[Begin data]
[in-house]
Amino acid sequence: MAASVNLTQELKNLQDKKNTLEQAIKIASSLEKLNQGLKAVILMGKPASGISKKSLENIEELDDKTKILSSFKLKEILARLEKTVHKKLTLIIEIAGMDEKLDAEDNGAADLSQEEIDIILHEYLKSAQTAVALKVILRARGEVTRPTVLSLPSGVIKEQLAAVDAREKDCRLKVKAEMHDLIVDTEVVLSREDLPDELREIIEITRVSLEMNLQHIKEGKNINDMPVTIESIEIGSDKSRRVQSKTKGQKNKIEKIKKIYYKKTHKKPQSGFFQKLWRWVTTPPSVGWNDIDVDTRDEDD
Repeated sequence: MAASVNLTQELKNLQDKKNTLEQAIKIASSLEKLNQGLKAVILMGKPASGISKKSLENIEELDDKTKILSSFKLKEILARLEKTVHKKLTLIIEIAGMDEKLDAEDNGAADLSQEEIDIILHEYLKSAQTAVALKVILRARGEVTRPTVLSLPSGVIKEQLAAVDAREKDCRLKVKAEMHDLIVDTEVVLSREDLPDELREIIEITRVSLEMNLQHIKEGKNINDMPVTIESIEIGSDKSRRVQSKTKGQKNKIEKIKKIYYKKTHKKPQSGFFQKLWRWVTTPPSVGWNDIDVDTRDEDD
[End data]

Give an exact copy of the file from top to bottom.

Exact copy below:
[in-house]
Amino acid sequence: MAASVNLTQELKNLQDKKNTLEQAIKIASSLEKLNQGLKAVILMGKPASGISKKSLENIEELDDKTKILSSFKLKEILARLEKTVHKKLTLIIEIAGMDEKLDAEDNGAADLSQEEIDIILHEYLKSAQTAVALKVILRARGEVTRPTVLSLPSGVIKEQLAAVDAREKDCRLKVKAEMHDLIVDTEVVLSREDLPDELREIIEITRVSLEMNLQHIKEGKNINDMPVTIESIEIGSDKSRRVQSKTKGQKNKIEKIKKIYYKKTHKKPQSGFFQKLWRWVTTPPSVGWNDIDVDTRDEDD
Repeated sequence: MAASVNLTQELKNLQDKKNTLEQAIKIASSLEKLNQGLKAVILMGKPASGISKKSLENIEELDDKTKILSSFKLKEILARLEKTVHKKLTLIIEIAGMDEKLDAEDNGAADLSQEEIDIILHEYLKSAQTAVALKVILRARGEVTRPTVLSLPSGVIKEQLAAVDAREKDCRLKVKAEMHDLIVDTEVVLSREDLPDELREIIEITRVSLEMNLQHIKEGKNINDMPVTIESIEIGSDKSRRVQSKTKGQKNKIEKIKKIYYKKTHKKPQSGFFQKLWRWVTTPPSVGWNDIDVDTRDEDD